Coming Clean believes fundamental reform to current chemical laws is necessary to protect children, workers, communities, and the environment. We strive to shift market and government actions to protect health and the natural systems that support us. As a priority, we push to phase out the most dangerous chemicals, develop safer alternatives, protect high-risk communities, and ensure that those responsible for creating hazardous chemicals bear the full costs of correcting damages to our health and the environment.
By designing new, safer chemicals, products, and production systems we will protect people’s health and create healthy, sustainable jobs. Some leading companies are already on this path. They are creating safe products and new jobs by using clean, innovative technologies. But transforming entire markets will require policy change. A first step to creating a safe and healthy global environment is a major reform of our nation’s chemicals policy. Any reform must:
In the area of Louisville, Kentucky, known as “Rubbertown,” 11 industrial facilities release millions of pounds per year of toxic air emissions. The surrounding community is predominantly African-American. In May 2004, Louisville grassroots environmental justice groups hosted a meeting of organizations and individuals whose common goal is to pass government policies that protect human health and the environment from exposure to unnecessary harmful chemicals. The Louisville Charter for Safer Chemicals was named to honor this city and all the communities across the country and around the world committed to ending harm from toxic chemical contamination.
The Charter is comprised of six background papers that describe the six key principles necessary to regulate chemicals and shift the economy to safer products and clean production. Putting these six principles into good government policy protects the health of people and their communities, gives businesses and consumers the information they need to make good choices about chemicals, and provides incentives for a market shift to green chemistry that the world economy is demanding.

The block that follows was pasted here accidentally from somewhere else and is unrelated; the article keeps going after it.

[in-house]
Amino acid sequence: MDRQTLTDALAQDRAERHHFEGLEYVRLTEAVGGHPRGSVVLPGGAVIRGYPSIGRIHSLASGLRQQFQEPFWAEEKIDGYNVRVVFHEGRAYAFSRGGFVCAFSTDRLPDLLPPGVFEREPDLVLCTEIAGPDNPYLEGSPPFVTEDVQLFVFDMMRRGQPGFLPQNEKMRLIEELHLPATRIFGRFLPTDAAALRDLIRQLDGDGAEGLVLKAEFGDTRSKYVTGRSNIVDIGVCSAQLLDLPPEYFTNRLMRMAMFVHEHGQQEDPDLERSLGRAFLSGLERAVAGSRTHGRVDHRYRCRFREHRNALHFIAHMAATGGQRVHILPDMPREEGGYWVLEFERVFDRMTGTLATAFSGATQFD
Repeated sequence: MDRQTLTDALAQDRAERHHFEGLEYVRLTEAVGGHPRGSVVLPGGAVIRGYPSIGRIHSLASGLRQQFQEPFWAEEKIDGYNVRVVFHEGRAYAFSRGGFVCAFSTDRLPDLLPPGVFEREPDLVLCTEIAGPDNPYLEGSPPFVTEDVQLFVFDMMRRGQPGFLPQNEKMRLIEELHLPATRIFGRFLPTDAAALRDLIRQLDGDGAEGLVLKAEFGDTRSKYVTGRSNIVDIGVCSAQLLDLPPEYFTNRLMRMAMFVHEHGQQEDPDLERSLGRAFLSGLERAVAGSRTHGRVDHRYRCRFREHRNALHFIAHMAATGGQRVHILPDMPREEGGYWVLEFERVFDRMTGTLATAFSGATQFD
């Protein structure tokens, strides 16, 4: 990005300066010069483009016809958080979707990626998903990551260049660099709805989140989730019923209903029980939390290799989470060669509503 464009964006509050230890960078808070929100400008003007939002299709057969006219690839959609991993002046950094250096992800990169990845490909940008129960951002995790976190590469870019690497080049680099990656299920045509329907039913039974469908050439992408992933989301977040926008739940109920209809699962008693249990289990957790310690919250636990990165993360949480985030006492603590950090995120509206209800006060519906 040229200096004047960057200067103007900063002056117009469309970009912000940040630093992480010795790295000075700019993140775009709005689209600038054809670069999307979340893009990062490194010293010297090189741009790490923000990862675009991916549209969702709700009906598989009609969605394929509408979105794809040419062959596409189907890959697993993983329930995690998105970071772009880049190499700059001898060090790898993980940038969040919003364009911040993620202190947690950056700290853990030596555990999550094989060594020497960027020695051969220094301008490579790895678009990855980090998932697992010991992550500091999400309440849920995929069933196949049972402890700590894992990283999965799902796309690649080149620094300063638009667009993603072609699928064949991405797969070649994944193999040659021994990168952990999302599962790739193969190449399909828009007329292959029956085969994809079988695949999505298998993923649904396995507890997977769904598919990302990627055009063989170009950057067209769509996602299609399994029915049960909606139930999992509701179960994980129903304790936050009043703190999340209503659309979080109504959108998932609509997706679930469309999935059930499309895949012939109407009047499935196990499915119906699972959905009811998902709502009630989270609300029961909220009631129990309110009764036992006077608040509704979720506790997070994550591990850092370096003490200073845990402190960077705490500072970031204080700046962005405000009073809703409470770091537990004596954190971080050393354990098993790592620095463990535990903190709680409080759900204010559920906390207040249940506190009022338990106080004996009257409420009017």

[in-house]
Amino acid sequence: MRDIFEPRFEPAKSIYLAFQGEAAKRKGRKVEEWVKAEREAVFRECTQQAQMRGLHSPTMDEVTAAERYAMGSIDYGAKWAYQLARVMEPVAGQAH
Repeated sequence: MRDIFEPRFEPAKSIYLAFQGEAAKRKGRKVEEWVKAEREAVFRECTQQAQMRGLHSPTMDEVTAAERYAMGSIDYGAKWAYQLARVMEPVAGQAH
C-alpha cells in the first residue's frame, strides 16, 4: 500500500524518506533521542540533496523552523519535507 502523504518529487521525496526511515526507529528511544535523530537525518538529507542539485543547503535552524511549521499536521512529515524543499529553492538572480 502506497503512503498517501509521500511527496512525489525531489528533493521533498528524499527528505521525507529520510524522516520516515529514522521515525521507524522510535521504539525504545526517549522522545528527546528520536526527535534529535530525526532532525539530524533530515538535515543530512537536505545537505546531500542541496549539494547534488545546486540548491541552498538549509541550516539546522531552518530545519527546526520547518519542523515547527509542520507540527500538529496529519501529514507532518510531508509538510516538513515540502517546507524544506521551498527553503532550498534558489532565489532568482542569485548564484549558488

We encourage you to use the Charter for Safer Chemicals and endorse the principles. The following are some practical applications of the Charter. These activities show how broadly the document can be applied and the great need for continued input from environmental justice and health groups.
We must ensure that the principles of the Louisville Charter are at the forefront of efforts to reform chemical policy, and that new laws and regulations protect everyone — including the most vulnerable communities and populations.
Key principles of the Charter have already had great success in certain states. For example, in Massachusetts, the Toxic Use Reduction Act requires that companies assess their options to reduce or eliminate certain toxic chemicals, through measures including material substitution and product reformulation (key tenets in the Charter). In 10 years, these companies reduced their use of toxic chemicals by 40%, by-product waste by 58% and toxic emissions by 80%. A cost benefit analysis shows these companies saved $14 million over the same period.
In conjunction with our work to pass strong chemical policies, many groups are working to educate businesses and consumers about how to choose safer chemicals and products. They are also advocating for companies to implement health-protective chemical policies, like those outlined in the Charter for Safer Chemicals. For more information about these market campaigns, see our companion website, www.SafeMarkets.org.
The Charter for Safer Chemicals provides a common set of principles that manufacturers can endorse to make decisions about which chemicals they use and release, and how they interact with workers and the public, particularly their immediate neighbors. Leading brands in the electronics industry, the health care sector, and others are phasing out toxic chemicals and implementing other principles from the Charter. They are collaborating with NGOs and leaders in government and sustainability through groups like the BizNGO Working Group and the American Sustainable Business Council.